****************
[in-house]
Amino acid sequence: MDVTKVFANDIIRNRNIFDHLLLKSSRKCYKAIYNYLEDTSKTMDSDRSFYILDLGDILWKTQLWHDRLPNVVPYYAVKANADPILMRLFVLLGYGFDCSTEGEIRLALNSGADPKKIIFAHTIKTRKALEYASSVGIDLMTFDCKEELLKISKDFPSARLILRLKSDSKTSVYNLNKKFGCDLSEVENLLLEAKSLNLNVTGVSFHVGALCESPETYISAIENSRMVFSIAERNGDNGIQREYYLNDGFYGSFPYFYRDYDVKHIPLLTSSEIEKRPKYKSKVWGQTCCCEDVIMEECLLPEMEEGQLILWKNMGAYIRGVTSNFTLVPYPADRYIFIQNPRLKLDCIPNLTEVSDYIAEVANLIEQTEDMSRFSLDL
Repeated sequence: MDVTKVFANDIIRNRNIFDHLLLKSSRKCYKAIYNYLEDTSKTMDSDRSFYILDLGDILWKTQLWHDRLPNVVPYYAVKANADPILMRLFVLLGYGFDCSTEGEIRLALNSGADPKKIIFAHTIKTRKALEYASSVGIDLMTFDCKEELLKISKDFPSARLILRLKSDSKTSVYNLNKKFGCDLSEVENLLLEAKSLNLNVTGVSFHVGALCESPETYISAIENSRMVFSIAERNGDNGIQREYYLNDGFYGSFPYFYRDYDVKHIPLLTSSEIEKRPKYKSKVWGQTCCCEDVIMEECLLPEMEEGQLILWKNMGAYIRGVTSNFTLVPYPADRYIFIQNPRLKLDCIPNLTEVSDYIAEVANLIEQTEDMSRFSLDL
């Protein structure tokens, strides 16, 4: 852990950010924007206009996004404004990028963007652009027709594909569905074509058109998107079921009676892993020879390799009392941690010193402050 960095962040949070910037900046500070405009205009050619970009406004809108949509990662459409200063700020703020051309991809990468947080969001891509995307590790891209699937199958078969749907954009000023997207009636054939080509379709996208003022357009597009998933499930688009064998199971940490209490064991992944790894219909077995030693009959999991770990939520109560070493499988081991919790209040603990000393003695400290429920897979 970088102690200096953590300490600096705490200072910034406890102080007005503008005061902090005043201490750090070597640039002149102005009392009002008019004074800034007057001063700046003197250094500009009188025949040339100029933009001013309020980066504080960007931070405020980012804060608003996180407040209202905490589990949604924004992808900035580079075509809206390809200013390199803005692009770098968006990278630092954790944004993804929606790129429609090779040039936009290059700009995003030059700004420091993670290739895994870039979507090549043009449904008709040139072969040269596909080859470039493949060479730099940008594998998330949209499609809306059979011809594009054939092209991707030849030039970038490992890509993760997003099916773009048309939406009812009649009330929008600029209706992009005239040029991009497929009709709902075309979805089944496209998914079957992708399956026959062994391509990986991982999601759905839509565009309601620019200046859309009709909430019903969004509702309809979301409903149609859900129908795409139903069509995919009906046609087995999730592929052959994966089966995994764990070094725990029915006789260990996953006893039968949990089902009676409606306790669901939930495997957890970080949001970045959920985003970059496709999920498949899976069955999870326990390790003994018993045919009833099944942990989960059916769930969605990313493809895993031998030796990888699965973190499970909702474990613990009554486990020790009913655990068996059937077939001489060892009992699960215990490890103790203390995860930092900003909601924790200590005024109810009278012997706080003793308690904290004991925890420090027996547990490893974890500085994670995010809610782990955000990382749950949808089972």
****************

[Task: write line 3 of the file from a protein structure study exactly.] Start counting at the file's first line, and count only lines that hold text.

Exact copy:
Repeated sequence: MDVTKVFANDIIRNRNIFDHLLLKSSRKCYKAIYNYLEDTSKTMDSDRSFYILDLGDILWKTQLWHDRLPNVVPYYAVKANADPILMRLFVLLGYGFDCSTEGEIRLALNSGADPKKIIFAHTIKTRKALEYASSVGIDLMTFDCKEELLKISKDFPSARLILRLKSDSKTSVYNLNKKFGCDLSEVENLLLEAKSLNLNVTGVSFHVGALCESPETYISAIENSRMVFSIAERNGDNGIQREYYLNDGFYGSFPYFYRDYDVKHIPLLTSSEIEKRPKYKSKVWGQTCCCEDVIMEECLLPEMEEGQLILWKNMGAYIRGVTSNFTLVPYPADRYIFIQNPRLKLDCIPNLTEVSDYIAEVANLIEQTEDMSRFSLDL